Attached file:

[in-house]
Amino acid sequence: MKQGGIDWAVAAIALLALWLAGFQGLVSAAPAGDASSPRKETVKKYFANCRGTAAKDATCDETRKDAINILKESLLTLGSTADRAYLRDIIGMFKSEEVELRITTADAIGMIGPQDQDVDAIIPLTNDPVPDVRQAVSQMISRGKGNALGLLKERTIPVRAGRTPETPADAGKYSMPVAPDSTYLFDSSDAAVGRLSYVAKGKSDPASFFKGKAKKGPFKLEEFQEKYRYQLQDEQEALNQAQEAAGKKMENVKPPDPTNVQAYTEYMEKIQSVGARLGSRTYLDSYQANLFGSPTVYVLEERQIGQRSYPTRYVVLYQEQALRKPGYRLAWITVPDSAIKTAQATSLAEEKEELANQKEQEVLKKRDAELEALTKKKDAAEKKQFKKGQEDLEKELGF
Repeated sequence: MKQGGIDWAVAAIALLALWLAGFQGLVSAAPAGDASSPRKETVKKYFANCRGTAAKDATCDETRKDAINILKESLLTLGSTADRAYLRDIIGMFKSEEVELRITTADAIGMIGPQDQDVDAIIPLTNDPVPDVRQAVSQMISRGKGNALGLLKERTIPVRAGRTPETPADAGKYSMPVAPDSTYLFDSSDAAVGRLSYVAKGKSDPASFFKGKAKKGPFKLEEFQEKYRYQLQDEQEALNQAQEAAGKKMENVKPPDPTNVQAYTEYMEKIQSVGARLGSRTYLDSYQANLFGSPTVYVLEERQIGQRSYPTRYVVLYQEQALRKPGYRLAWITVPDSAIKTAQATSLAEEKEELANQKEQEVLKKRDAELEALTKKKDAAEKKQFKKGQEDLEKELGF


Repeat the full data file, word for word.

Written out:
[in-house]
Amino acid sequence: MKQGGIDWAVAAIALLALWLAGFQGLVSAAPAGDASSPRKETVKKYFANCRGTAAKDATCDETRKDAINILKESLLTLGSTADRAYLRDIIGMFKSEEVELRITTADAIGMIGPQDQDVDAIIPLTNDPVPDVRQAVSQMISRGKGNALGLLKERTIPVRAGRTPETPADAGKYSMPVAPDSTYLFDSSDAAVGRLSYVAKGKSDPASFFKGKAKKGPFKLEEFQEKYRYQLQDEQEALNQAQEAAGKKMENVKPPDPTNVQAYTEYMEKIQSVGARLGSRTYLDSYQANLFGSPTVYVLEERQIGQRSYPTRYVVLYQEQALRKPGYRLAWITVPDSAIKTAQATSLAEEKEELANQKEQEVLKKRDAELEALTKKKDAAEKKQFKKGQEDLEKELGF
Repeated sequence: MKQGGIDWAVAAIALLALWLAGFQGLVSAAPAGDASSPRKETVKKYFANCRGTAAKDATCDETRKDAINILKESLLTLGSTADRAYLRDIIGMFKSEEVELRITTADAIGMIGPQDQDVDAIIPLTNDPVPDVRQAVSQMISRGKGNALGLLKERTIPVRAGRTPETPADAGKYSMPVAPDSTYLFDSSDAAVGRLSYVAKGKSDPASFFKGKAKKGPFKLEEFQEKYRYQLQDEQEALNQAQEAAGKKMENVKPPDPTNVQAYTEYMEKIQSVGARLGSRTYLDSYQANLFGSPTVYVLEERQIGQRSYPTRYVVLYQEQALRKPGYRLAWITVPDSAIKTAQATSLAEEKEELANQKEQEVLKKRDAELEALTKKKDAAEKKQFKKGQEDLEKELGF